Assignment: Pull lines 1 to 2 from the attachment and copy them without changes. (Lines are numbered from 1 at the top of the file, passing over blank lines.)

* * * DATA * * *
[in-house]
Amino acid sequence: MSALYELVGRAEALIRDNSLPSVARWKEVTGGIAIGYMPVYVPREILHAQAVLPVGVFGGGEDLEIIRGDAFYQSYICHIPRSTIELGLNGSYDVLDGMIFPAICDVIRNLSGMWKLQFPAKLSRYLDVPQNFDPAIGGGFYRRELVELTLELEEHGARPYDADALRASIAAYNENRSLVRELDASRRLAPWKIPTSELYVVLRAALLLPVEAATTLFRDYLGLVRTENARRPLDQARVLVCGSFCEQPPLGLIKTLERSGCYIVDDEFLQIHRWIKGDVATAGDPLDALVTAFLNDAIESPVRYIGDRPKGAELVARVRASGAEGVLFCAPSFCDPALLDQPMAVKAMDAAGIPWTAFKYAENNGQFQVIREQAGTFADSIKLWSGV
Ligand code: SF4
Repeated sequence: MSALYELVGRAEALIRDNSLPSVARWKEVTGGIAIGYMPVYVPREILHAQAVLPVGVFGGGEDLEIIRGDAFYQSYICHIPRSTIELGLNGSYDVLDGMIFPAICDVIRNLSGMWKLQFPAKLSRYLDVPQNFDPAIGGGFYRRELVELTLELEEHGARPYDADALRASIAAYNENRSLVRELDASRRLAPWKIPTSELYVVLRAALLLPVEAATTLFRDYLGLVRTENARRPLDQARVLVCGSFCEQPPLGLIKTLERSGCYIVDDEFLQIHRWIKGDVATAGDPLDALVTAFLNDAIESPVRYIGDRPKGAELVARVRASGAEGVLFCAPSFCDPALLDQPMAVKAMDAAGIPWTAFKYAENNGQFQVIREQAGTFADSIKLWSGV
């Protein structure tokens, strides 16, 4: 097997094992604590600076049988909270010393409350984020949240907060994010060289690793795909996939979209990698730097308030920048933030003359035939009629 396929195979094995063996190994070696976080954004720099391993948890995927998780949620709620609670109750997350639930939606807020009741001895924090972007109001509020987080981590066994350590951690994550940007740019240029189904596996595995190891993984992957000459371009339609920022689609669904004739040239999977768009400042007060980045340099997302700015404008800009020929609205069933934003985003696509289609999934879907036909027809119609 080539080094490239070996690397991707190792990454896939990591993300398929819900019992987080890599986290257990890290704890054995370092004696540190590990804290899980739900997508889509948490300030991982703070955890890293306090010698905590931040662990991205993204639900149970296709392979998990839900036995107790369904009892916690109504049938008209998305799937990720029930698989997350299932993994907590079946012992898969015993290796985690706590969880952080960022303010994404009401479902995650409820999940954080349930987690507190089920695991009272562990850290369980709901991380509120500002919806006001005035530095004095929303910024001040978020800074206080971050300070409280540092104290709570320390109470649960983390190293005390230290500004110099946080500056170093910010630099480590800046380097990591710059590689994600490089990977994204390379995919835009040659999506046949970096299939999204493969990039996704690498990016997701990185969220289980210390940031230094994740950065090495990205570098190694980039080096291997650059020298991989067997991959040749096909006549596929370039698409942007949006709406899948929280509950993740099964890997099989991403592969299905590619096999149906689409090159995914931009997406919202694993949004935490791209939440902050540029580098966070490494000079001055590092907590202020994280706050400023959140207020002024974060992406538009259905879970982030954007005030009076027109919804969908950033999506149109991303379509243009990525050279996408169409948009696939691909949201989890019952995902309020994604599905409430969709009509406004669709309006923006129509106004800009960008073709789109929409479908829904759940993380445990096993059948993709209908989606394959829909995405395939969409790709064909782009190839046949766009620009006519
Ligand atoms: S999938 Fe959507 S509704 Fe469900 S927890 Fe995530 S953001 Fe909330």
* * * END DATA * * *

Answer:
[in-house]
Amino acid sequence: MSALYELVGRAEALIRDNSLPSVARWKEVTGGIAIGYMPVYVPREILHAQAVLPVGVFGGGEDLEIIRGDAFYQSYICHIPRSTIELGLNGSYDVLDGMIFPAICDVIRNLSGMWKLQFPAKLSRYLDVPQNFDPAIGGGFYRRELVELTLELEEHGARPYDADALRASIAAYNENRSLVRELDASRRLAPWKIPTSELYVVLRAALLLPVEAATTLFRDYLGLVRTENARRPLDQARVLVCGSFCEQPPLGLIKTLERSGCYIVDDEFLQIHRWIKGDVATAGDPLDALVTAFLNDAIESPVRYIGDRPKGAELVARVRASGAEGVLFCAPSFCDPALLDQPMAVKAMDAAGIPWTAFKYAENNGQFQVIREQAGTFADSIKLWSGV